Yes, this is an entertainment contracting company. No, not just jugglers, but all forms of entertainment. A juggler invokes entertainment while being abstract enough to encompass all the forms of entertainment which are offered.
This would have to be one of our personal favorites. The company name comes from an actual dog, named Buttercup. The possibilities were endless, and we investigated many of them. One particular approach was to develop an icon using photos that we took of Buttercup as a guide. The end result is clean as well as entertaining. The subtle dog tag in the shape of a house added the finishing touch.
Go Camping America
Remember those smily faced sunshine, camping billboards back in the 70s? By the year 2000, it was time for a face lift. Most of the elements are the same, but integrated into a cohesive, colorful singleness of purpose...sans smily face. :)
Some of the best logos portray an identifiable image or feeling with as few graphic elements as possible. In this logo, the negative space is what creates the image. "Closure" is the mind's way of filling in what's not there.
2-color logo for an Internet solutions company. We avoided the dreaded "swish" but, instead, focused on something that would invoke a computer-generated look. Repeating the logo in the company name promotes strong name/image recognition.
One of the half dozen or so ideas we presented. This facility is known for its beautiful outdoor landscaping which facilitates in the rehabilitation process. We wanted to capture something lively and dynamic...avoid static and traditional.
Nothing too "human" about a barcode. Nothing too ordinary about this production company either. Tie both together with a musical connotation and this is the end result.
Think, think, think. How to marry vintage equipment for the audiophile with high tech online shopping.
Urban Design Project
A branch of the Manufactured Housing Institute (MHI), this logo is pretty much explained in the title, but the home icon (adapted from the head association's logo) ties the two together and adds depth to what the Urban Design Project really stands for.
Recreation Vehicle Industry Association (RVIA)
With the preconceived notion of designing something that looked "corporate," we kept this logo bold and simple. The two lines tie the acronym with the graphic itself in a way that is dynamic and recognizable.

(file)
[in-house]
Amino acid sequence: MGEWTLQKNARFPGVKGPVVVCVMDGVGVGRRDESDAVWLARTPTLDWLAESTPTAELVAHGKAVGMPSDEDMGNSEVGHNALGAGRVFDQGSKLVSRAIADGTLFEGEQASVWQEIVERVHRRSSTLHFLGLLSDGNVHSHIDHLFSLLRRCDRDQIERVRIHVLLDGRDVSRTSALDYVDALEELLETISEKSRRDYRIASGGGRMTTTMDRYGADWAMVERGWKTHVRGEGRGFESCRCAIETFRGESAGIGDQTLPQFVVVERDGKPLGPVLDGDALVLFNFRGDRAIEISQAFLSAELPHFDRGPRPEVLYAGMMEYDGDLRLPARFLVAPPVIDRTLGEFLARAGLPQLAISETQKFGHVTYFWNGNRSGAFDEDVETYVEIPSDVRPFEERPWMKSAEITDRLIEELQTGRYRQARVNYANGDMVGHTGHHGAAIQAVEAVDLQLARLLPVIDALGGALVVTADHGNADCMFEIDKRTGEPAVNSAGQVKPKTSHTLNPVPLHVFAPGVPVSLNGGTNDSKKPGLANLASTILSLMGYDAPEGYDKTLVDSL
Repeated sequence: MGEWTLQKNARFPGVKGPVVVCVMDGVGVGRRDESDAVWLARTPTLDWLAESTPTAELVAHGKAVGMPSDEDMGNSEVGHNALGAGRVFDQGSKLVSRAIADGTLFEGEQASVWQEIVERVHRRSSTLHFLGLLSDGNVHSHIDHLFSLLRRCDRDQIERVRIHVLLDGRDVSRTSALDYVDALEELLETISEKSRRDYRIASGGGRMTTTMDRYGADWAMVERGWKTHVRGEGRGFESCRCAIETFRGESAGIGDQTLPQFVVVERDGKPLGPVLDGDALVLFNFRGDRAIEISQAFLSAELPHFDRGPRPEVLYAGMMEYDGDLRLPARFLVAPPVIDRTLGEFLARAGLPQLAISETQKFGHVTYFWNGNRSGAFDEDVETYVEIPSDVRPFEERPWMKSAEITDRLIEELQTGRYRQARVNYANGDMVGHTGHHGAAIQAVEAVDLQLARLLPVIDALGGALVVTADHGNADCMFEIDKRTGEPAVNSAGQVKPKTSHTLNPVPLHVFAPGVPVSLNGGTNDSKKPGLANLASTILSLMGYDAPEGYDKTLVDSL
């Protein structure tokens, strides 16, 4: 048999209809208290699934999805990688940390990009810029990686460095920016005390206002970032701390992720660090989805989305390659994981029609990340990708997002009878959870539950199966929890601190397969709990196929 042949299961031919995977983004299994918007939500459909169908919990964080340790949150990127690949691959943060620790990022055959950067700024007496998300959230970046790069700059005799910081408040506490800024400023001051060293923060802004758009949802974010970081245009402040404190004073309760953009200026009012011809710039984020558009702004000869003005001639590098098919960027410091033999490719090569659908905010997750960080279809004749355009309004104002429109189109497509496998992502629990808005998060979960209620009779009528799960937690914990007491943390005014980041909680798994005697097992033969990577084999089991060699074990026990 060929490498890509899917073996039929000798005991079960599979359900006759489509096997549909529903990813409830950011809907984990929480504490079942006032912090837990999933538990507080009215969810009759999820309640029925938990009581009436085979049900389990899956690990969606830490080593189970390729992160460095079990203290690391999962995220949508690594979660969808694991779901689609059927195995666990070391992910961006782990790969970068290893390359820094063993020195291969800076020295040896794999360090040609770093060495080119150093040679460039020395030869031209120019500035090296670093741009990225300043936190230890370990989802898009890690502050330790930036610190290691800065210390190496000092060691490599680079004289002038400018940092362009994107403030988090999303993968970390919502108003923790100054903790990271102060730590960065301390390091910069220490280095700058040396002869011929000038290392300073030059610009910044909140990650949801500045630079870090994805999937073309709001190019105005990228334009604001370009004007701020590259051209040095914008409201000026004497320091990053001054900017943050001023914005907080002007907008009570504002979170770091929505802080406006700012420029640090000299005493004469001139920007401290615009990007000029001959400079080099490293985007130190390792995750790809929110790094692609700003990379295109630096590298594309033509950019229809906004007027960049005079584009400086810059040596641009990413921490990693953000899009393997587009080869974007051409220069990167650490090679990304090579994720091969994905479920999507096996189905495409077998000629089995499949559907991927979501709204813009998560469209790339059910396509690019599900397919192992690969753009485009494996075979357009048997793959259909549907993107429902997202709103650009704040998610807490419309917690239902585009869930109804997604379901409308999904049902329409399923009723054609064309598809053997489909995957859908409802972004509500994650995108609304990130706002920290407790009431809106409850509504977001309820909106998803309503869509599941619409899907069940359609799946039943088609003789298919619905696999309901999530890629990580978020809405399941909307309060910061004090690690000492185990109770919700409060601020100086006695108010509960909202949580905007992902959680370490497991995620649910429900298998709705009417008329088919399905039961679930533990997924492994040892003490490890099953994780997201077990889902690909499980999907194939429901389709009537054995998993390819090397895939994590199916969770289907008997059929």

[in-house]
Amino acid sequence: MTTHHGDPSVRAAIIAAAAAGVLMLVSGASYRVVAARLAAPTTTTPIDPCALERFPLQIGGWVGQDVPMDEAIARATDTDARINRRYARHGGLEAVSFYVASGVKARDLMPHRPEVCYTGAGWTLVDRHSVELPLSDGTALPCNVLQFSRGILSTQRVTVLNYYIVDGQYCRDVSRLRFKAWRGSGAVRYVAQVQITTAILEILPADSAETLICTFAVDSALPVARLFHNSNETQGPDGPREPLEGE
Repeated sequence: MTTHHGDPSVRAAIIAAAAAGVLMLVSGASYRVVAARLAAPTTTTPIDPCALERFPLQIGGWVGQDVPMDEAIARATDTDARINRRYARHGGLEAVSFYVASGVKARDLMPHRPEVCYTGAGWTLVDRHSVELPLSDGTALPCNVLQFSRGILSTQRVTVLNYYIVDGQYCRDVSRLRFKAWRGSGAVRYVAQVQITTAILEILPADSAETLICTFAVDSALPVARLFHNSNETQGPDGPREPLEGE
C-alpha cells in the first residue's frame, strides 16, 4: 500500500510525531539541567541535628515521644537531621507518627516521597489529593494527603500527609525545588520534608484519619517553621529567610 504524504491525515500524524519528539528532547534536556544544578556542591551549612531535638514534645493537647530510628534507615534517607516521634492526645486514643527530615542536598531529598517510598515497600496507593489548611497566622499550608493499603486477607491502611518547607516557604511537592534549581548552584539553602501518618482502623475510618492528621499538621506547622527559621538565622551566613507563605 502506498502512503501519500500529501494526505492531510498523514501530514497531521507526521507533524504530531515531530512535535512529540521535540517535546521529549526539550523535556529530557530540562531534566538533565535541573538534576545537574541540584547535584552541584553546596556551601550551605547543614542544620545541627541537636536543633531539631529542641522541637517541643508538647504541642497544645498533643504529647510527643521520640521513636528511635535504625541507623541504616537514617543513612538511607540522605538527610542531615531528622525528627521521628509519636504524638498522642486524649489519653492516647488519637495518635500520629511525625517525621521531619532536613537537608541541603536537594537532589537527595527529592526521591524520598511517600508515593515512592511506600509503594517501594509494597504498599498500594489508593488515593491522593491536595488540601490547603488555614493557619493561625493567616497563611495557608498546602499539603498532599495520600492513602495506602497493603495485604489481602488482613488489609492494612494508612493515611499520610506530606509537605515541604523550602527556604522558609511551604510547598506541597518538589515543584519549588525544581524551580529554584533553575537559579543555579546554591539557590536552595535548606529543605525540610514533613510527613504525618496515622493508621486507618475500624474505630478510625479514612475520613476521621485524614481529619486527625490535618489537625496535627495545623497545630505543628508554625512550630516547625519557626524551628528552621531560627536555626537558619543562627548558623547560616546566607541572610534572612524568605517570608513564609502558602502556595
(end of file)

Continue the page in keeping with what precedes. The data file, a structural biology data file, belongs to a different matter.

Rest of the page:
For this client, a clothing designer who mixes vintage materials with denim, it was already decided that an icon of a butterfly to portray the metamorphosis of her particular style was best. Since it was children's clothing, we wanted it to look fun but professional. The sketchy outline and offset colors gave us that retro feeling while incorporating both script and sans serif fonts for the text.
3-color logo for "Government Relations and Grass Roots Advocacy Solutions" company...e-Advocacy for short.
The final of several ideas which were all viable options. In keeping with the ultra contemporary style of fine downtown DC dining, this concept got the nod. "Chique" was one description that was used.
National Breast Cancer Coalition
We were more than happy to do this (and other) jobs for this client as pro bono. Capturing something that combined femininity with strength and hope was the ultimate goal. The "stacking" of elements shows a strong foundation, while the flowing, pink tulip humanizes the overall look and feel.
Investing in Women in Development (IWID)
The goal with this 2-color logo was to create an independent icon, a typographic logo, and spell out the acronym in its entirety. Doing two of the three is typical, this was an outright challenge. Ultimately, the whole thing came together but only after finding just the right colors that complemented each other so well.